A sense of responsibility over the cleanliness of her neighborhood? Check.
We are looking forward to more outdoor programming this spring.

Monday, December 7, 2015

Loving Your House #5: Late Autumn/Early Winter Tips for Homeowners

Love Notes from the Director of Design & Construction, H. Dynia


Why rake and remove leaves?  People don’t like the “messy” look of leaf litter blowing around, which can be slippery when wet, and grass covered with leaves through the winter will negatively affect the health of the lawn.  Leaves are a valuable soil amendment that should not be sent “away”.  Learn to process them into a soil amendment that can make your soil more fertile and biologically healthier.  Placing ground up leaves on your shrub or flower beds will help woody plant materials to endure a tough winter by keeping the root zone warmer and moister.  However, it is better to place the leaf mulch on the plant beds later in the Fall, like now, rather than earlier in the Fall, because the favorable conditions you are creating may cause the buds the plant has set for next spring to open now.  This practice will give the earth worms a head start on converting the leaf mulch into elements the plants can use.  Another advantage is that you are getting your final cut done on your grass, which adds the nitrogen-containing clippings to your leaf mulch.  You will be surprised at how you can reduce a 2 foot high pile of leaves into a 2 – 4 inch layer of leaf mulch instantly.  There are easy ways to do this that save you time and energy.  Instead of collecting, bagging, and “getting rid of” the leaves, consider these strategies:

1.      In General, work from high to low, clean the house gutters first, so you can just throw it
down where you will be raking anyway.  Although sailors hate wind-less conditions, it is easy to deal with leaves when conditions are still.
2.      To most easily process your leaves, a mulching mower is best.  A walk-behind power mower of at least 5 HP (very common) that does not discharge leaves to the side enables you to chop up leaves without blowing them all over the lawn.  However, if all you have is a side discharge mower, you can make that work if you plan where you want the leaves to end up.  Set the cutting height lower rather than higher, since the grass may continue to grow some until the real cold sets in. 
3.      This process works best if you can work with the weather.  Dry leaves chop up much easier than wet leaves, and are easier to move around. If you know there is a rain storm coming, don’t rake them into piles, they will stay wet for a long time.  Instead, leave them where they fall and let them dry out for a day or two.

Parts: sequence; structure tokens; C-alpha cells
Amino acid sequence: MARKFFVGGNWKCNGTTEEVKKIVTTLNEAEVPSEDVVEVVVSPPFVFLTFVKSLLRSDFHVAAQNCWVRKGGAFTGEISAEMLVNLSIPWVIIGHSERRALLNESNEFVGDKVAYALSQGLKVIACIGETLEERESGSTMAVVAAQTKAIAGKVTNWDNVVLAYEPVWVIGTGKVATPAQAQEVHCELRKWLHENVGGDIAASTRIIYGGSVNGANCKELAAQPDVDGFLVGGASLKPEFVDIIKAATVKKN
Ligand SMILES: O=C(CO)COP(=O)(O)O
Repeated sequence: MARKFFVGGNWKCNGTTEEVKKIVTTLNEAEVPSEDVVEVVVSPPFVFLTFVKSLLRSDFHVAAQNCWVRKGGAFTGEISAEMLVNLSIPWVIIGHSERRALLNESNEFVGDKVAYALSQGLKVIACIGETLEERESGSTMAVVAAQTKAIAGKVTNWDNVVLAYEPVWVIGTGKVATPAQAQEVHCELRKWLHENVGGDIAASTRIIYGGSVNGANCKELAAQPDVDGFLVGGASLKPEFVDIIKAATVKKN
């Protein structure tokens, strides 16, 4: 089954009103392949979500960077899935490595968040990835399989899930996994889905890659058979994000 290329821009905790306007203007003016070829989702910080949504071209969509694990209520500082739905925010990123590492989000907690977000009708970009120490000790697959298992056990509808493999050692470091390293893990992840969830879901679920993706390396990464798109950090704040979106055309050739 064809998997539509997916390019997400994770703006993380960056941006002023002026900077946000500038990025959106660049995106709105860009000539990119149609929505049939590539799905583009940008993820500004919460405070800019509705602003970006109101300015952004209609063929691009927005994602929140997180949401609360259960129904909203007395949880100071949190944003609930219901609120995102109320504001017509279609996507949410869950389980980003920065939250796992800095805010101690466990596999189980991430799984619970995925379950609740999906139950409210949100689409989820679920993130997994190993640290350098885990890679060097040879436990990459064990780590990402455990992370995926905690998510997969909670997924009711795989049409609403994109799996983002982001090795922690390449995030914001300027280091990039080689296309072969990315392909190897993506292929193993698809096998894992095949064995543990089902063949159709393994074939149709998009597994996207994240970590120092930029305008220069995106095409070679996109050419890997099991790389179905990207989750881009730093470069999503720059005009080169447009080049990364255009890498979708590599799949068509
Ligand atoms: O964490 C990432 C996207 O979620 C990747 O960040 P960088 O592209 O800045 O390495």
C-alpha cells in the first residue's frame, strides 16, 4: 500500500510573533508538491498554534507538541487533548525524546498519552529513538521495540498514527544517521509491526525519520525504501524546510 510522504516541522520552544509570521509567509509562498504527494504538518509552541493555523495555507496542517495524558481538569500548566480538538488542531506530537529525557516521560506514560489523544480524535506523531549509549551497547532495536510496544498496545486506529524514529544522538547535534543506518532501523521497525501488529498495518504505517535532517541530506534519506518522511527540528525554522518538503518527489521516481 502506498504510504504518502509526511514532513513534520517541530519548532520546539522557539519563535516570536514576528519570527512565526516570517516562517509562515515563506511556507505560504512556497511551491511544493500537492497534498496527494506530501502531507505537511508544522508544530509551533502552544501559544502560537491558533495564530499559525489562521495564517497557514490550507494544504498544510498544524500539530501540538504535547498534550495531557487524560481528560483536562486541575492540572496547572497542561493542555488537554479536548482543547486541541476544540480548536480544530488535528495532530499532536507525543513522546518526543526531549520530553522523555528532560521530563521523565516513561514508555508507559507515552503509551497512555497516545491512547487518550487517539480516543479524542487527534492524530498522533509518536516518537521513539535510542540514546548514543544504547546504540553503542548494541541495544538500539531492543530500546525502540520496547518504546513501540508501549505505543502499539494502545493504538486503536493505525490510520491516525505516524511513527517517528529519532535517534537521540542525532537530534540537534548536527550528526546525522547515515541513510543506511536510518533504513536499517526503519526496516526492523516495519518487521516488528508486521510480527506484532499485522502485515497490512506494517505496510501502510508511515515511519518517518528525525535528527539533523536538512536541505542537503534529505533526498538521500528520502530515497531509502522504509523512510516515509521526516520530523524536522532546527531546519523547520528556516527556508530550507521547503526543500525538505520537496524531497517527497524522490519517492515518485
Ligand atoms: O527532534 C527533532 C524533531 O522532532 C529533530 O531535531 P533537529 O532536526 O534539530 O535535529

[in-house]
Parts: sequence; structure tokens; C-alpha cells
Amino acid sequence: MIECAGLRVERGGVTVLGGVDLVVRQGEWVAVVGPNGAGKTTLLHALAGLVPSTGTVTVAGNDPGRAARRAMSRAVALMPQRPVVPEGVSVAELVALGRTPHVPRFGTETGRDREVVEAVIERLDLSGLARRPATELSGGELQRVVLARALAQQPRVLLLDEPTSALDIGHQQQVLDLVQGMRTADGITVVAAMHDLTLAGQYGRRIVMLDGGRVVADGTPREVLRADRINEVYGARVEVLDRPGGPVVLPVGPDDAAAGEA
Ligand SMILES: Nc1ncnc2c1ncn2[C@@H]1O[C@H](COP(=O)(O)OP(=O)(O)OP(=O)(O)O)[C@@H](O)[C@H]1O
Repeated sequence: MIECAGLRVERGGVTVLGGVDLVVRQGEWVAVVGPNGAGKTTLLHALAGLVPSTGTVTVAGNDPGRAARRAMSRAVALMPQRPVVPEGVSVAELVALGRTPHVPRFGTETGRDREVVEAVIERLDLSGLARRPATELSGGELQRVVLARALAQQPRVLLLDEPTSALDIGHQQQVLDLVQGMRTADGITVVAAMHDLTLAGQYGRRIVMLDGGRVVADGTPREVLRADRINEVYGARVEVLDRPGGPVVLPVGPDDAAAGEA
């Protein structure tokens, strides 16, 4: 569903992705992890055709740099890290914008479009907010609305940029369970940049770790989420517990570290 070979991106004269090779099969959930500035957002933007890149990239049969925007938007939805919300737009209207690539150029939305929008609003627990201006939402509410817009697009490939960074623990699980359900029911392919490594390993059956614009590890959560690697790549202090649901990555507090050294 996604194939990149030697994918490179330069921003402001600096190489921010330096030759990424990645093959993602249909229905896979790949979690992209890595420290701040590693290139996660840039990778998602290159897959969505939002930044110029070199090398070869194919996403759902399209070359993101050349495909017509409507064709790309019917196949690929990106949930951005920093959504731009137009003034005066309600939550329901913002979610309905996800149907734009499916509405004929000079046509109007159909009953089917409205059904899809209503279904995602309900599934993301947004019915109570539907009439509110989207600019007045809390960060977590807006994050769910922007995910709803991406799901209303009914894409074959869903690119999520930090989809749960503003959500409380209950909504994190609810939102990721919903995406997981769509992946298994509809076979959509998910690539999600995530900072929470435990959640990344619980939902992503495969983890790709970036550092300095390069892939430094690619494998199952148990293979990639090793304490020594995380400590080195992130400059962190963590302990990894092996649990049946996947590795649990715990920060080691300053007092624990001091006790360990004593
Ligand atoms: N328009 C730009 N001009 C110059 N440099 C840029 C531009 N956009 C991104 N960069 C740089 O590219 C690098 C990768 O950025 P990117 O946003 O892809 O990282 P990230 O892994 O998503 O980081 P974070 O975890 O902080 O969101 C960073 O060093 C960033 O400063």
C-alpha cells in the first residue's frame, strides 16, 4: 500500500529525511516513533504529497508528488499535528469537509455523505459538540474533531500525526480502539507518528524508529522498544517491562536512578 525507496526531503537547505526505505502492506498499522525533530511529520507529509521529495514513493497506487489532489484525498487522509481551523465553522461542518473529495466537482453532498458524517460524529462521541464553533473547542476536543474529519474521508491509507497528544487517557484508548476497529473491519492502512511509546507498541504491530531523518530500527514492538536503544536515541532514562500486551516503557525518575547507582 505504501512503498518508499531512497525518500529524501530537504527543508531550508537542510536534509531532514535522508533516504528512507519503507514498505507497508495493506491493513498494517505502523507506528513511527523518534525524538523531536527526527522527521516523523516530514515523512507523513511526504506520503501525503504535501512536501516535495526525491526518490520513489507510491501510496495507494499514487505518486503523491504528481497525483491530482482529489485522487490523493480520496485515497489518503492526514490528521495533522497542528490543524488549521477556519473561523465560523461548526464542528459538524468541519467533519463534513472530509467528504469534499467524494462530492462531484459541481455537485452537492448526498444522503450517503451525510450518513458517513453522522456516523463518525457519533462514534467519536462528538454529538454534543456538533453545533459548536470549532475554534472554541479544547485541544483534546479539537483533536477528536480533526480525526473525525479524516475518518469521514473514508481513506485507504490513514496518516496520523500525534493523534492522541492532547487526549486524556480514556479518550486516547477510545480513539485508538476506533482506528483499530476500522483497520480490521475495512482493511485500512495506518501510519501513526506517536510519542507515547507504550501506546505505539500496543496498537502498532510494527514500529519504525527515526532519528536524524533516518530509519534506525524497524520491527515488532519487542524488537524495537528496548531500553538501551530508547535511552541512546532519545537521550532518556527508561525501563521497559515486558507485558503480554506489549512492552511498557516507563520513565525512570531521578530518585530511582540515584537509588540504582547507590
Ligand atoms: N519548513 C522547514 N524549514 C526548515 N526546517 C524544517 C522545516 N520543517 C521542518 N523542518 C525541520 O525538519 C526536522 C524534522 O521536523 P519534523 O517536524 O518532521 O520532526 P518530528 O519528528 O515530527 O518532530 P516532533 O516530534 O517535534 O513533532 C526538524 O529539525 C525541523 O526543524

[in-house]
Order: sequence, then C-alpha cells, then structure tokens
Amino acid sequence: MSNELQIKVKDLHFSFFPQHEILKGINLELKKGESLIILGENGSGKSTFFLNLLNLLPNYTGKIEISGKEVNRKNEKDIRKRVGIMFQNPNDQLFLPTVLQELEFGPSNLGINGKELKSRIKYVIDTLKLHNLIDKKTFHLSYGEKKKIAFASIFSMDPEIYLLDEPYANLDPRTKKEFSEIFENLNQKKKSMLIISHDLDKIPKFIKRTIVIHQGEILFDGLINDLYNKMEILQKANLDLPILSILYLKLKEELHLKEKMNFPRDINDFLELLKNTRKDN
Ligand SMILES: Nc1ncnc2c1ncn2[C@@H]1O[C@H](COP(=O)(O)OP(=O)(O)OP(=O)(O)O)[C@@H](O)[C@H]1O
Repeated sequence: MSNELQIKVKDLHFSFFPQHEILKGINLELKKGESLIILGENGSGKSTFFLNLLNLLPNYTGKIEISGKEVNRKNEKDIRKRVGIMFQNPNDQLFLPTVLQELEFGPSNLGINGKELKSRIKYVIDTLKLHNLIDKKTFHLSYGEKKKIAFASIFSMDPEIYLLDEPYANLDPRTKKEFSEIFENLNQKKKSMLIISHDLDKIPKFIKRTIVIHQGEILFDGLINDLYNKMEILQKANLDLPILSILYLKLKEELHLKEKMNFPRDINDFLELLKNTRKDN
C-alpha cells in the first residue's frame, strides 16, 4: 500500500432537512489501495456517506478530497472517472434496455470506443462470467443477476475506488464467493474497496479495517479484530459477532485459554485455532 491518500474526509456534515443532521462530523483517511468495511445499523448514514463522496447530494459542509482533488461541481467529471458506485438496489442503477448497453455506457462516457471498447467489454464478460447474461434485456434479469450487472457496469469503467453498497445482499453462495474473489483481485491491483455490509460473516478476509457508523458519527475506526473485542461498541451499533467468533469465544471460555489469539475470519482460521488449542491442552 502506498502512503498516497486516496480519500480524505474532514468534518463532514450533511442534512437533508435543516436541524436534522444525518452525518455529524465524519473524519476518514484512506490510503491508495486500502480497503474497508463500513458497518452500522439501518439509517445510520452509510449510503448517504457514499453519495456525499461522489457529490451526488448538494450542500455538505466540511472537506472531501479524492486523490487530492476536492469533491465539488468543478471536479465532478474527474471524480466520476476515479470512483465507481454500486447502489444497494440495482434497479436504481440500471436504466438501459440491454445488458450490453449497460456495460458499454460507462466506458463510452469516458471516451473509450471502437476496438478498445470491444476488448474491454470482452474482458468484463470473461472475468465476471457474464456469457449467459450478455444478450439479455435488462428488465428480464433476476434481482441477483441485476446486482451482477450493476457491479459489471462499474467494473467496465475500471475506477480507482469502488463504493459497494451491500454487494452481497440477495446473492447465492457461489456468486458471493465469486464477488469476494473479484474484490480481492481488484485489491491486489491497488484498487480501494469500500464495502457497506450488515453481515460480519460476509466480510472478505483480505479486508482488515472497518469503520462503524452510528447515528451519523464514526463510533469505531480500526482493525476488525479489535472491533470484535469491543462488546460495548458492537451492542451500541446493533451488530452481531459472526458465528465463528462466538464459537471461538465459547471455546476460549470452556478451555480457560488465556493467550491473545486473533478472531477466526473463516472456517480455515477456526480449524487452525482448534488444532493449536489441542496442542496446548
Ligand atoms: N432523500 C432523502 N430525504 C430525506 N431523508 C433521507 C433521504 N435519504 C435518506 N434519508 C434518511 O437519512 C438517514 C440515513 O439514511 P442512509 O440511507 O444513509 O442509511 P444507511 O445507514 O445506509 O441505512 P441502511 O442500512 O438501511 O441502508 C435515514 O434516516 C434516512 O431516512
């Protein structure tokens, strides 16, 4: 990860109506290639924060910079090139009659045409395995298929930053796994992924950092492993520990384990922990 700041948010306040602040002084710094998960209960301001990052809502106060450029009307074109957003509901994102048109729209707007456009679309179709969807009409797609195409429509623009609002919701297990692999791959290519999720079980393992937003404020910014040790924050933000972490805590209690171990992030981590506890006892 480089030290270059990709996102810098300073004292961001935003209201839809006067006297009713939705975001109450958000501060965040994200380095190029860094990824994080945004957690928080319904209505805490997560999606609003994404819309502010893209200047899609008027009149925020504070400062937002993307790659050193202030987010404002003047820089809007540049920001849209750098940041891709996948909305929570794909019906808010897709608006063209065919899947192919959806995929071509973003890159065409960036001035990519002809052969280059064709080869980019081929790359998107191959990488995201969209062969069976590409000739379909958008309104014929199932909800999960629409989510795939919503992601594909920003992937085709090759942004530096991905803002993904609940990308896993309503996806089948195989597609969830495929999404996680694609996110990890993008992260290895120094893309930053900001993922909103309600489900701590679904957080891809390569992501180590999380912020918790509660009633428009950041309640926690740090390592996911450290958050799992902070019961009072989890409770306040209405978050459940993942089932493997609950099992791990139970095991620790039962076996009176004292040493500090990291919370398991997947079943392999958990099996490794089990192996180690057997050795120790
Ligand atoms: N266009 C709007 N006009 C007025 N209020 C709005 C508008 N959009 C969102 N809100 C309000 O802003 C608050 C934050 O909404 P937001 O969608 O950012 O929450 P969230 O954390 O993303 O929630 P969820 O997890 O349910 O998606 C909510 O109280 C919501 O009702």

4.      You can rake them into a pile, using a wide bamboo rake, and then mow the pile, slicing off a narrow strip on each pass.  After going through the whole pile this way, you can then “cross cut” the pile, in the other direction, to further reduce the bulk. If you are starting with dry, crispy leaves, you will end up with something close to “leaf powder”.  Generally, you will do this on the lawn area somewhere close to the ultimate destination, but it is best to do on a pavement, like a driveway, because then you don’t have to rake out the fine “choppings” from the grass where you processed them.

5.      After the chopping process is done to your satisfaction, rake up you product and place it on shrub, flower, or vegetable garden areas.  A layer 2 -3 inches is plenty.  By the spring, it will be 1 inch or less.  Leave as little of the ground up leaves in the grass as possible because too much of a good thing will affect the soil PH unfavorably for grass growth.  In the spring, you can cultivate the leaf mulch right into the soil or just leave it in place, or cover it with decorative bark mulch.

6.      If there are already fallen leaves on your shrub beds and garden areas, you don’t need to remove them, just place your leaf mulch over them, and the earthworms will take care of the rest.

7.       Following this system will allow you to create the maximum favorable conditions for your plants and soil during the winter, because nature will be working for you (earthworms, moisture, warmth) rather than against you (dry, sterile soil, desiccated plants, frozen root zones).  Then you can apply decorative mulch in the spring, and your landscape will look fresh, and the soil with be healthier.

8.      Care of the mower is important when used in this manner.  The most vulnerable component is the air filter.  This will clog up after a few hours in a dusty leaf pile.  Often it can just be removed and knocked around to get the dirt out enough to keep the engine up to power.  Symptoms of a clogging air filter is a noticeable decline in engine power to the point of it not being able to do anything.  Also, when refueling, do not allow crumbs of leaves to get into the fuel tank.  Carefully brush the dirt away around the fuel tank filler cap before refueling.